Monday, October 26, 2015

Problems With Detecting ExoEarths With the Proposed High Definition Space Telescope

Issues with the High Definition Space Telescope (HDST) ExoEarth Biosignature Case: A Critique of the 2015 AURA Report "From Cosmic Birth to Living Earths: the future of UVOIR Astronomy"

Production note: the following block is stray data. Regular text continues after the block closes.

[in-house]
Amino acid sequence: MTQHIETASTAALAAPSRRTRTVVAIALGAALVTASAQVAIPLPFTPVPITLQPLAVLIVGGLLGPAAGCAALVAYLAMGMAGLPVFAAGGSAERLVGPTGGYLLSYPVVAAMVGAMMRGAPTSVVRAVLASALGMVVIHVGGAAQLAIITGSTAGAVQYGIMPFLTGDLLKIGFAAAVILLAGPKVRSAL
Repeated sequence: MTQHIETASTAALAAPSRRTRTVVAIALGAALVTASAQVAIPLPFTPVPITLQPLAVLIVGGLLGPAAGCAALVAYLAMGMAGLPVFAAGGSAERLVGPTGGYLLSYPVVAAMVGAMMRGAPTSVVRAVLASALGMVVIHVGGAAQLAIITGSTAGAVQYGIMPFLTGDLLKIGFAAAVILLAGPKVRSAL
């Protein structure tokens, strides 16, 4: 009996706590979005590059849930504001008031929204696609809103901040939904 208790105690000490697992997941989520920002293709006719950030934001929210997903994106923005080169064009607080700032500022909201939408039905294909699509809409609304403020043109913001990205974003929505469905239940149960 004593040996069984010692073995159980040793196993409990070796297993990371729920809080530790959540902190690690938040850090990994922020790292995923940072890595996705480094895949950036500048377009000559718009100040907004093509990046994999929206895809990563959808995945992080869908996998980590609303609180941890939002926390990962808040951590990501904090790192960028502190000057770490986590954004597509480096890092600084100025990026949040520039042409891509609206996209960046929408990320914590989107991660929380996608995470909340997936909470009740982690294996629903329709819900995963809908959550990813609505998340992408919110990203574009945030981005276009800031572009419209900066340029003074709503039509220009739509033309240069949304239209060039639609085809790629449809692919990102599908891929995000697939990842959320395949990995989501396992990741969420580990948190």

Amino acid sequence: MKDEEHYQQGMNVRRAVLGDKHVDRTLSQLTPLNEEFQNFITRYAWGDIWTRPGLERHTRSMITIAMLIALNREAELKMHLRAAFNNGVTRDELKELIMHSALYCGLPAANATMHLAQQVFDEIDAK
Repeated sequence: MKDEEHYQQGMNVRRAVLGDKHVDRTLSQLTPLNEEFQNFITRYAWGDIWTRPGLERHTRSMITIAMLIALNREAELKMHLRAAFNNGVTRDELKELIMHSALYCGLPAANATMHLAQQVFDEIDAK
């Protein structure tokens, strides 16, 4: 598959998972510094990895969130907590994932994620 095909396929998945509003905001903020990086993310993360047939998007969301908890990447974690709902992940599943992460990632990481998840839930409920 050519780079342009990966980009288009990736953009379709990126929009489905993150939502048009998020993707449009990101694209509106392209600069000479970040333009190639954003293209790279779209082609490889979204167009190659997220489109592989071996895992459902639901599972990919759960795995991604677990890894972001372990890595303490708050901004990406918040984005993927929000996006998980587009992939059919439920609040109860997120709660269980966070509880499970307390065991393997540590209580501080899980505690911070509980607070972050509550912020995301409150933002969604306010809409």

"From Cosmic Birth to Living Earths" advocates a 12-meter optical/near-IR space telescope for launch ~2035. The goal that sets this large size is the detection of biosignatures from Earth-like planets in their habitable zones around G-stars. The discovery of a single instance of life elsewhere in the universe would be a profound event for humanity. But not at any cost. At 8-9B USD this High Definition Space Telescope (HDST) would take all the NASA astrophysics budget for nearly 20 years, unless new funds are found. For a generation NASA could build no "Greater Observatories" matching JWST in the rest of the spectrum. This opportunity cost prompted me to study the driving exobiosphere detection case for HDST. I find that: (1) the focus on G-stars is not well justified; (2) only G-stars require the use of direct imaging; (3) in the chosen 0.5 - 2.5 micron band, the available biosignatures are ambiguous and a larger sample does not help; (4) the expected number of exobiospheres is 1, with a 5% chance of zero; (5) the accessible sample size is too small to show that exobiospheres are rare; (6) a sufficiently large sample would require a much larger telescope; (7) the great progress in M-star planet spectroscopy - both now and with new techniques, instruments and telescopes already planned - means that a biosignature will likely be found before HDST could complete its search in ~2045. For all these reasons I regretfully conclude that HDST, while commendably ambitious, is not the right choice for NASA Astrophysics at this time. The first exobiosphere discovery is likely to be such a major event that scientific and public pressure will produce new funding across a range of disciplines, not just astrophysics, to study the nature of Life in the Universe. Then will be the time when a broader science community can advocate for a mission that will make definitive exobiosphere measurements.

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